Our Analysis of Execution
The Microsoft team had a problem early in development – the new feature-laden email solution was too slow to load. With fully a third of their users on dialup, this was a deal killer. Research is important. The team should have known in advance the environments that they needed to support. As an example, here’s the platform analysis we did while defining nexus. With over 75 million users per month on dialup (extrapolated from ComScore Media Matrix data provided in the CNET article), they should have established some measurable criteria for “fast enough.” And they should have known immediately the kinds of designs that this constraint would eliminate. As it happens, they had to bolt on an “alternate interface” for those users. And late in the game, they had to make that the default interface – allowing the “fatter thin client” option to only those who asked for it.
So, they blew it with “faster.”
What about “simpler?” Well, the only version that was fast enough is “essentially the same” as the old Hotmail. Can’t be both simpler and “the same.” Oh fer two.
Safer? Probably. Will that matter? Only if there was a perception of a safety problem – or a risk that one would arise. They may have had to do security work just to “keep up” with Google and Yahoo. If they spent a lot of time making it safer “beyond the point of relevance” that would be bad – but we really have no way to know without having the same data that they have.
What about goal number two – “more power?” Yes, an Outlook-style email system would certainly be more powerful. And if that’s what people want, it will work for them. But people aren’t going there in droves (at least yet). Based on the feedback that the Microsoft team quoted, most users wanted the “old Hotmail interface” – so goal number two probably shouldn’t have been a top priority.
The CNET article focuses on the demoralizing effect on the Microsoft developers of spending less time on the “power interface.”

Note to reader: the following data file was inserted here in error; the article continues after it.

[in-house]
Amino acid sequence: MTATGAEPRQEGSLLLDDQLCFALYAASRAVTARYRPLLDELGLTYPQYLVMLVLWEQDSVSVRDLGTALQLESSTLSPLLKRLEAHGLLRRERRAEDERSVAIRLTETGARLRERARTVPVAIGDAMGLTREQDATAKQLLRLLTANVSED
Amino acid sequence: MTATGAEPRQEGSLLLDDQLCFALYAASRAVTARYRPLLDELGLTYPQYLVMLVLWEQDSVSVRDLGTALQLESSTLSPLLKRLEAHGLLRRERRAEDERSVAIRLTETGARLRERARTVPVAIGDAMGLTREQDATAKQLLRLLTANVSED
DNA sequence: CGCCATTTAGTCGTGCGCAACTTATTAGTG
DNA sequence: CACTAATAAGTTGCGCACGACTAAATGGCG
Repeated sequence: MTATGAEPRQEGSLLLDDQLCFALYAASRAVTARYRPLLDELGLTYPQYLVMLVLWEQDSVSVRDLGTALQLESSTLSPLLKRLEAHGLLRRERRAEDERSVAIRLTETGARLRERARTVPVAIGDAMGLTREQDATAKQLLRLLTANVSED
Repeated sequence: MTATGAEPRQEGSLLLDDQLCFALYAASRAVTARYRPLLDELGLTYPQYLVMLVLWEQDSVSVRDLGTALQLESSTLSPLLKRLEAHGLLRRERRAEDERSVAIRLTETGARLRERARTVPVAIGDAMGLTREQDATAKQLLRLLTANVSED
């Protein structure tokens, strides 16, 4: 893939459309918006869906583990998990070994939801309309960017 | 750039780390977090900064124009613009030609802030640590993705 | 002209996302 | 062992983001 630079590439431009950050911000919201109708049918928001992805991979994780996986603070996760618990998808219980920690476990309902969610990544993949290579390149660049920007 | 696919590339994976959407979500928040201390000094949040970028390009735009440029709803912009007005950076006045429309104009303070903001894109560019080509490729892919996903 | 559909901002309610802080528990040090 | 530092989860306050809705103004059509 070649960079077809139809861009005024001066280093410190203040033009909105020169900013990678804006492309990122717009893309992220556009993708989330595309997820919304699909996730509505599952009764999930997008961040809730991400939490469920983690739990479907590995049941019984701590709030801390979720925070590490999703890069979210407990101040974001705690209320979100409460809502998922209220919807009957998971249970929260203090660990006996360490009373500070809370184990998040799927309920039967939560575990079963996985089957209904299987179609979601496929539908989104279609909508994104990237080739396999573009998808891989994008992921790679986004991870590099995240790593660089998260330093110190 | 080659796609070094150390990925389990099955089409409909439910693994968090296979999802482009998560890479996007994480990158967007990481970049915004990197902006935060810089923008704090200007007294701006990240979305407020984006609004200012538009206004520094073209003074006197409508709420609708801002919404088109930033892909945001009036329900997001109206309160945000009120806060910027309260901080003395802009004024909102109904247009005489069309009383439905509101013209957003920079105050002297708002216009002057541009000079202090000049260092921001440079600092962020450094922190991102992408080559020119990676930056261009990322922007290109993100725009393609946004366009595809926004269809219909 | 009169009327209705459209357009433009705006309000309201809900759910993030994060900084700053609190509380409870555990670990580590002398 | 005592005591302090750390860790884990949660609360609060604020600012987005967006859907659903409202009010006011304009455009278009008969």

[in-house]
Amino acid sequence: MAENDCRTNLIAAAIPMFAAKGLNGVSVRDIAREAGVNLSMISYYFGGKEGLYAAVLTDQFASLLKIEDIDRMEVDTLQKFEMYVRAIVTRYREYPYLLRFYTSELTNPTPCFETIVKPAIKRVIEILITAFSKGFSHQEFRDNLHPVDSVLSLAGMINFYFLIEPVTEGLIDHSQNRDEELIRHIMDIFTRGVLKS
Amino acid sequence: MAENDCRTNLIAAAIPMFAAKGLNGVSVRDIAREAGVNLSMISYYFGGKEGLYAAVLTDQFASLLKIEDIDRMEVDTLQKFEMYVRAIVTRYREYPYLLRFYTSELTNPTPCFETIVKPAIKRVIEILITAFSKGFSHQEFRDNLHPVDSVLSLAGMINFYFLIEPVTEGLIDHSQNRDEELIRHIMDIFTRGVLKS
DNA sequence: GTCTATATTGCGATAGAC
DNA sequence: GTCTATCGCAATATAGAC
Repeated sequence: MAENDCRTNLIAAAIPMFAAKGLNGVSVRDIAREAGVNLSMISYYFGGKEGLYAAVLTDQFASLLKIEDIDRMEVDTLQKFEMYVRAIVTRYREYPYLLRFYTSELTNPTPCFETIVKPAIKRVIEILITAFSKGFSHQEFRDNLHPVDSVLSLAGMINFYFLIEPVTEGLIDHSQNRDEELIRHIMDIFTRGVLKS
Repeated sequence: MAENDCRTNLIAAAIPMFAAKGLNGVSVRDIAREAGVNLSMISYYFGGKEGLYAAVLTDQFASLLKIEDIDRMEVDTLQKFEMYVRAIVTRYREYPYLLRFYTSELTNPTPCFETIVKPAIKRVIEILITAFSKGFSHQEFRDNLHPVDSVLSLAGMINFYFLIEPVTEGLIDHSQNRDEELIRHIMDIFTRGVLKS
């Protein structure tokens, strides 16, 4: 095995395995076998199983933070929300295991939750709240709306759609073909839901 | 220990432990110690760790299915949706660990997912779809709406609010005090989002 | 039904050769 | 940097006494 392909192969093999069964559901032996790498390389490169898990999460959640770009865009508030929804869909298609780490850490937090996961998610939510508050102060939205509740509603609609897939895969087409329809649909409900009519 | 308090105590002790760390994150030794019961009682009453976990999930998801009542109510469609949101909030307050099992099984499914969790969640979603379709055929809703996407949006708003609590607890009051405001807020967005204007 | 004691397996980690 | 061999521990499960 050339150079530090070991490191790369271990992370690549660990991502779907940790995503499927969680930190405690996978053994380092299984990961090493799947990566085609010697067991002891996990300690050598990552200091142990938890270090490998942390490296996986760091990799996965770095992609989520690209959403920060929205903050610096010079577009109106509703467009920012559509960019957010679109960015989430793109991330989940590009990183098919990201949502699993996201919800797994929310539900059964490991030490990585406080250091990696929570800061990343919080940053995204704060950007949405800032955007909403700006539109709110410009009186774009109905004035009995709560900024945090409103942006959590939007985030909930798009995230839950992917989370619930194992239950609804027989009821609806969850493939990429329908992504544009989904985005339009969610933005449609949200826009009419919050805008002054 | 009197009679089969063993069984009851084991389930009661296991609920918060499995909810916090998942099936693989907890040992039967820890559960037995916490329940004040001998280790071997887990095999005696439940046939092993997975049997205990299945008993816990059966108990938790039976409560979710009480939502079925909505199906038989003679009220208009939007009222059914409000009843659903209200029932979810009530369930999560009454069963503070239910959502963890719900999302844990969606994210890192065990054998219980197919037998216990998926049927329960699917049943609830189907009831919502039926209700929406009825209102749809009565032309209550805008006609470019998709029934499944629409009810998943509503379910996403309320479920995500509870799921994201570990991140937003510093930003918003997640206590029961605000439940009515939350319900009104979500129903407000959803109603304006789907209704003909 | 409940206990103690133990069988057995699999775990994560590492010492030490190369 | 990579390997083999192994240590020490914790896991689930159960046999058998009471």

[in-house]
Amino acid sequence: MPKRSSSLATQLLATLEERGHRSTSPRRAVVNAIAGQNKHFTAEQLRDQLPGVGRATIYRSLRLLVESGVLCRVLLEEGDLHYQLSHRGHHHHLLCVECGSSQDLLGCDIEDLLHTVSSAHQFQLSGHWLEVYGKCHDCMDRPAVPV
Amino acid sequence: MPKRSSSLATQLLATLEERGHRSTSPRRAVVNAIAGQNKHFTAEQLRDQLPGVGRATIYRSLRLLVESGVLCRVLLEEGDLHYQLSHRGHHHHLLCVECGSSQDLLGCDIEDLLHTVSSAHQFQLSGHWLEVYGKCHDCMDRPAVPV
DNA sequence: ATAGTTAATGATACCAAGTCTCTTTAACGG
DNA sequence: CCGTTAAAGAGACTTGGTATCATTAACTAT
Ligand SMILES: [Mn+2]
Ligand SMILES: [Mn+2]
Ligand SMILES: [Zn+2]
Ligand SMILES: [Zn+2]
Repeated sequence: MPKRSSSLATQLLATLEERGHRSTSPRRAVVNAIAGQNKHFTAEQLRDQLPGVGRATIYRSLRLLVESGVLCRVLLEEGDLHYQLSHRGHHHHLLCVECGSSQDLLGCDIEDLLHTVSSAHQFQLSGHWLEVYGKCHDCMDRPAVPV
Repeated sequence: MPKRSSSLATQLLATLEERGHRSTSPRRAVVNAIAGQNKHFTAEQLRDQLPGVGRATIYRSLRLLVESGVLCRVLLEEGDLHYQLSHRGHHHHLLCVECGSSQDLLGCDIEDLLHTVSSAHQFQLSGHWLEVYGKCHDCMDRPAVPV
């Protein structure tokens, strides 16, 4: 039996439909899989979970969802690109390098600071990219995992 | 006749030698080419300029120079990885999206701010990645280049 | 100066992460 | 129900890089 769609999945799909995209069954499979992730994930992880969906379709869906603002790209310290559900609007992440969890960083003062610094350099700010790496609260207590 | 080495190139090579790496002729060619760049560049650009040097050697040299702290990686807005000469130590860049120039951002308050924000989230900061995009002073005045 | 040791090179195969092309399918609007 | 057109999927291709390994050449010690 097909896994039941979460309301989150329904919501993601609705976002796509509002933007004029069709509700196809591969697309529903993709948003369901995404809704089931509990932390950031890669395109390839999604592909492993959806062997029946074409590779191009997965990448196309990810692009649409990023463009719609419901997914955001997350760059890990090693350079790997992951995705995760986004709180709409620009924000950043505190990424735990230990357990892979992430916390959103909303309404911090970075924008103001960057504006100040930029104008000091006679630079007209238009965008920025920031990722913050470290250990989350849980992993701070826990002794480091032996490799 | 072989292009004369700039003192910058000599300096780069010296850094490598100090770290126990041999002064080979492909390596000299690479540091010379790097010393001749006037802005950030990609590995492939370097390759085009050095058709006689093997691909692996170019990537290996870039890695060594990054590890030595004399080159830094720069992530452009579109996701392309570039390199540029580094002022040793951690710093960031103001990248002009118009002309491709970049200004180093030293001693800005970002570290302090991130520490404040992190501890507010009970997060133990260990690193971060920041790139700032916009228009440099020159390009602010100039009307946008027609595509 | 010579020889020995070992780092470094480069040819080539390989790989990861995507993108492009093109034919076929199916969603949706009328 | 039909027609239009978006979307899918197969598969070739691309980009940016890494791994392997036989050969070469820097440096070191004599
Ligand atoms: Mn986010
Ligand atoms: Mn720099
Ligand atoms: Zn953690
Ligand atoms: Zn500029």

This hints at poor internal communication by the product / program managers. Developers like building cool stuff, sure – but if you can’t motivate your team to be excited about building the most desirable stuff, you aren’t doing your job. Developers can easily be rallied around an “own the market” mission. Don’t make a widget that is impractical to use (due either to user confusion or design constraints). Make something intuitive and impossibly fast. You can’t convince me that the developers on that team would not be up to (or at least motivated by) the challenges. They just need to understand the context, and have some guidance.
So, execution on the goals that were chosen seems poor. Faster and easier were stated goals. The new application is slower and/or the same. Missed on both counts.
More strikingly, the goals were “inside the box” goals – evolution, not revolution. Both Yahoo and Google are busy changing (and arguably improving) the way that people communicate while Microsoft was trying to make email “a little better.”
The CNET article completely missed this angle, and could easily lead you to the conclusion that change is implicitly bad. Irrelevant change is bad. Having the wrong goals is worse. Failing to achieve those goals – worse still. You can’t succeed by missing the wrong goals.